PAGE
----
Both KA2HTV and the LSDXA would like to
thank the following sponsors for their donation of equipment: Tennadyne
log periodic antennas, Yaesu and Vertex Standard radios, ACOM
International amplifiers, Texas Towers, W4MPY, The QSL Man, GigaParts,
Buddipole, Hex Beam, High Sierra, Press Jones, The Wireman, Heil Sound,
North Alabama DX Club, Southeastern DX Club, LDG Electronics, DX
Engineering, Ham Radio Outlet, and W4HT Electronics. In addition, the
following individual hams provided logistical and other support: WW5L,
WY5H, K4UEE, K9LA, KC2MWA, K7JA, W4WB, W4RT, W5QM, W9GJ, W2RC, QSL manager
KK5DO, and the many members of the Lone Star DX Association.
Dr. Borenstein said these government
officials confided to him they were hopeful a license for him to operate
could be obtained in the near future, however no definite date was given.
They told me they would welcome me back, despite the fact it is very
difficult for Americans to get a visa there. Also, he added, there is no
prohibition by the U.S. government against Americans visiting North Korea.
After the death of his guide, he said, many
government leaders went into official mourning. I couldn't ask them about
radio matters as these people were in mourning, so that delayed everything
another two or three days.
When he arrived Aug. 9 all of the radio
equipment was processed through North Korean customs without problem and
it all went smoothly. Later the Telecommunications and Posts ministry
officials asked to inspect some of his equipment, which included an Icom
735 and 706 MK2G, and a Yaesu 857, plus an Acom amplifier. They kept part
of it for a week, he said, before ministry officials told him he would not
be allowed to operate.
When first planning the DXpedition, Dr.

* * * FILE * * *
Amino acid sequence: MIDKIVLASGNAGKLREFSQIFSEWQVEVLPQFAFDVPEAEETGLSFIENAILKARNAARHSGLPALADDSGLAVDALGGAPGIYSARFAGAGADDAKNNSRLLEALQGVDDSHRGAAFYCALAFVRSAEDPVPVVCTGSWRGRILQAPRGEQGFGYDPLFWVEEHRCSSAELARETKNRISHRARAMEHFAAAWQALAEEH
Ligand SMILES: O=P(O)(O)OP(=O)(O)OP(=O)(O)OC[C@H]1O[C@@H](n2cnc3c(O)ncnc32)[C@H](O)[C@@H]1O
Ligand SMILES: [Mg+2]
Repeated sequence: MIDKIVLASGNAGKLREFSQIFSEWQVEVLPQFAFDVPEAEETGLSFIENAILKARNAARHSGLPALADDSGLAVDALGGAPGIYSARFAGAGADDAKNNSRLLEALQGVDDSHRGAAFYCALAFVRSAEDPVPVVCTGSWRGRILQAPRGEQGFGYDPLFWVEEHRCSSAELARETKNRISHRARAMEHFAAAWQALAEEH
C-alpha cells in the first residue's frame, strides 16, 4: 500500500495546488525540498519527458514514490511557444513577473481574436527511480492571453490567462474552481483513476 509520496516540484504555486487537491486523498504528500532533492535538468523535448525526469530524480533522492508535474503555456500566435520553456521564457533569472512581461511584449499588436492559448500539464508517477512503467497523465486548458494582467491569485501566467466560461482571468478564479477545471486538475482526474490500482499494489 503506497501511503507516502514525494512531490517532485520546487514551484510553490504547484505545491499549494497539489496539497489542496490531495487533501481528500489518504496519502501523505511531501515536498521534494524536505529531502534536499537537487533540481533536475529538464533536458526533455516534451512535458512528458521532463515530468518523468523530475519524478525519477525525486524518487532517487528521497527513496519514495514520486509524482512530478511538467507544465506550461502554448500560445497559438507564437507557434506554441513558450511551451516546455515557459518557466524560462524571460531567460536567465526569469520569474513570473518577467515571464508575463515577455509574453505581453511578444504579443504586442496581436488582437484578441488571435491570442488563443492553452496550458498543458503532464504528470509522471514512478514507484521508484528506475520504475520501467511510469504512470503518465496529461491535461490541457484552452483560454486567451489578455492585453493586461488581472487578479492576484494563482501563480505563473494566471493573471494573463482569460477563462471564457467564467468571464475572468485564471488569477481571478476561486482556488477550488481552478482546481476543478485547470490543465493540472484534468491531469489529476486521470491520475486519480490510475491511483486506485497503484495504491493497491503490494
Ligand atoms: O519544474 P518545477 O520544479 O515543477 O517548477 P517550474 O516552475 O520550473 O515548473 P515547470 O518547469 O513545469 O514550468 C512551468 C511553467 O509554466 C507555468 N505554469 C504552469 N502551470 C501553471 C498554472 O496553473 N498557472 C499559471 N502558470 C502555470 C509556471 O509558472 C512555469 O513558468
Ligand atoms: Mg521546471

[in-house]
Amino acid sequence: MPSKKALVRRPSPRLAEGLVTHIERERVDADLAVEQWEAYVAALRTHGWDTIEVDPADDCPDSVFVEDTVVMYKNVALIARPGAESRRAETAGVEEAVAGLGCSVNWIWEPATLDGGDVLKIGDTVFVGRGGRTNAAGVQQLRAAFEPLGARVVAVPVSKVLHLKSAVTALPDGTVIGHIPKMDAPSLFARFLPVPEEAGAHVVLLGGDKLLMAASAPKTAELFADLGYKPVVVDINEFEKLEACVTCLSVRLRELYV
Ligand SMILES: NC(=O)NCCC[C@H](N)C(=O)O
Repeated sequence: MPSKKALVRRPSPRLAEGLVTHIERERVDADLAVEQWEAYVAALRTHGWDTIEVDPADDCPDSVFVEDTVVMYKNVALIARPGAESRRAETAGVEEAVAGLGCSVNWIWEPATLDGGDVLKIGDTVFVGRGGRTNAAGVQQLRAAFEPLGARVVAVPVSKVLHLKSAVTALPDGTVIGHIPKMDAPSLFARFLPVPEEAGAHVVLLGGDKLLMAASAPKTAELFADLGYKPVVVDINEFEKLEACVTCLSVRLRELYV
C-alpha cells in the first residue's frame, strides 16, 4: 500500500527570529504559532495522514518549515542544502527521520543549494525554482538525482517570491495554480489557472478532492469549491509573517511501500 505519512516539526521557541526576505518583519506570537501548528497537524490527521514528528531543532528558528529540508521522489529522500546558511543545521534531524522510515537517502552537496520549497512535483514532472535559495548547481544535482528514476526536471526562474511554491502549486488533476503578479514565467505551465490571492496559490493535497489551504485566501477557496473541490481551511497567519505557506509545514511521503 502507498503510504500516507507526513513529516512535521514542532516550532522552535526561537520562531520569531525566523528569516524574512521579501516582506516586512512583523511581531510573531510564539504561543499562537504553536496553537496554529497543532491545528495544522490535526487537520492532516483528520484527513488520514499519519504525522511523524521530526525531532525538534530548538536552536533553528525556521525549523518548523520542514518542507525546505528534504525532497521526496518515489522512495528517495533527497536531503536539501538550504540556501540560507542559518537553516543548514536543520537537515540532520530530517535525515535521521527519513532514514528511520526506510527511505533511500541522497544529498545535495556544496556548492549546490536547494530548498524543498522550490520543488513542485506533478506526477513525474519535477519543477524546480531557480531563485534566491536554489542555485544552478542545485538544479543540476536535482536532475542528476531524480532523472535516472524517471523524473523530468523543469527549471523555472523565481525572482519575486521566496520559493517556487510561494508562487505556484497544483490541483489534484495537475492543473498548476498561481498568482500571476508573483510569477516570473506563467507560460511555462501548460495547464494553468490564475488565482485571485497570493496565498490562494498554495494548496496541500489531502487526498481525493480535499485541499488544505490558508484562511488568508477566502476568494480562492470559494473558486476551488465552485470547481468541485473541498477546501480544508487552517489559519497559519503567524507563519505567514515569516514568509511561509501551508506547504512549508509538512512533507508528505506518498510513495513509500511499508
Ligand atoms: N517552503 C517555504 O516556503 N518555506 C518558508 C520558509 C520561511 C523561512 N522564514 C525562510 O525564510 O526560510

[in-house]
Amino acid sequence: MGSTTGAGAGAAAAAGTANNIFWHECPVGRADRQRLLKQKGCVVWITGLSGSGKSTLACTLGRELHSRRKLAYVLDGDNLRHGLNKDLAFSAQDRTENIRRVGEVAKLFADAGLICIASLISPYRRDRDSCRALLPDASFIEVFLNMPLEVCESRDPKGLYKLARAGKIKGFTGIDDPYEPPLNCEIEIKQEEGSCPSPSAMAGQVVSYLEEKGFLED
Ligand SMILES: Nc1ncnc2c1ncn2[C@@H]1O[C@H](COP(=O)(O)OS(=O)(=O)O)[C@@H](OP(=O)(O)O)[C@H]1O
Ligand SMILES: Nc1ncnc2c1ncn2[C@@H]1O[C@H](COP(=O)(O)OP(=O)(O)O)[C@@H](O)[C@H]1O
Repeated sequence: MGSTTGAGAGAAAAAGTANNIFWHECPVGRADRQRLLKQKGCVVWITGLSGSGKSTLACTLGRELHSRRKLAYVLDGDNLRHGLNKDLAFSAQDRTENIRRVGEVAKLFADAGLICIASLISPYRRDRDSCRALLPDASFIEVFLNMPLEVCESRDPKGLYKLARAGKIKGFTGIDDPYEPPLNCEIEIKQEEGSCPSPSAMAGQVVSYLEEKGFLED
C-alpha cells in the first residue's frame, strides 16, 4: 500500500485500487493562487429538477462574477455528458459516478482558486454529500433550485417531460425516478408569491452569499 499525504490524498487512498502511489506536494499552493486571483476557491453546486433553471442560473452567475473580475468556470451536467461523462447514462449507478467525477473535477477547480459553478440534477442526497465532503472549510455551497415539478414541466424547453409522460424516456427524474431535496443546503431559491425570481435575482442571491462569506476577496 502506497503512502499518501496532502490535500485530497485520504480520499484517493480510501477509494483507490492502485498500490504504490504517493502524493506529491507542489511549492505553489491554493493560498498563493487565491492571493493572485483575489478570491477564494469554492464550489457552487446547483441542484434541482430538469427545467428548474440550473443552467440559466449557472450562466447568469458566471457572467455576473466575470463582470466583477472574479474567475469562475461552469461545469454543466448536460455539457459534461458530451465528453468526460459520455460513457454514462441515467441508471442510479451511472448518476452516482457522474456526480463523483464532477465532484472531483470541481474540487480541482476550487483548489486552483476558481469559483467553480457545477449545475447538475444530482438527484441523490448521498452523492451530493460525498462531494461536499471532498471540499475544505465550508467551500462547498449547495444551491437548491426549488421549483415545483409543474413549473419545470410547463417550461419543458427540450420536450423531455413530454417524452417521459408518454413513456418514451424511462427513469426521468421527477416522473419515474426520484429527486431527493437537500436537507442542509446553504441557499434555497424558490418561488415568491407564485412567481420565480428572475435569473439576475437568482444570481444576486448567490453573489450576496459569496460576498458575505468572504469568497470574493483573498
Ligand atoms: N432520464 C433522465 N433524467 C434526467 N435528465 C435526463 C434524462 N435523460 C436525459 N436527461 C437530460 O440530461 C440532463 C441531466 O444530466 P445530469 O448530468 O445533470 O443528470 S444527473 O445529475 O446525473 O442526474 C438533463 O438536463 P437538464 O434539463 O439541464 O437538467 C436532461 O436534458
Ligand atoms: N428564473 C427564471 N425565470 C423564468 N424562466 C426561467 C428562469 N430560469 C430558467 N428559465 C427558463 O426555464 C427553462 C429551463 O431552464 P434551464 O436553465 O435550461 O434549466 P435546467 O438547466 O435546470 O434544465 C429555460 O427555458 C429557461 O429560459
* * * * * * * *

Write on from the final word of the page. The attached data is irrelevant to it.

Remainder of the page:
Borenstein said, negotiations had centered on the donation of amateur
radio equipment to the DPRK asa measure of friendship. When the DPRK
government took the equipment for inspection, they apparently thought this
was the same equipment that was to be donated. The donated. equipment
taken for inspection includes KA2HTV's own personal Icom 735 transciever,
a Hexbeam antenna, a High Sierra tripod, coax, a Yaesu rotator, and a dual
voltage power supply. The equipment was not seized, they knew I had other
equipment, they could have taken everything, but they didn't, he said,
adding, seventy percent of the equipment I took over there came back home.
A receipt thanking Dr. Borenstein for the
donated equipment was issued by the DPRK's Committee for Cultural
Relations with Foreign Countries.
KA2HTV does not consider this a failure,
but rather a chance to open doors to North Korea for possible future
amateur radio operations. Although I didn't get a chance to operate from
P5, I believe the equipment donations and my visit planted the seeds for
amateur radio operations in the future, he said. Some people may see this
as a failure, but if you don't try, you'll never fail.
KA2HTV received his first amateur license
in 1980 and earned his extra class license in 1984.
Dr. Borenstein has guest operated from the
following club stations or as an individual from: SP5PBE in Poland,
4X/KA2HTV in Israel, JY6ZZ in Jordan, CO2KK in Cuba, and 9G5DR from Ghana.
This trip to North Korea was not his first.
He was in the DPRK in July 2004 for similar medical related reasons.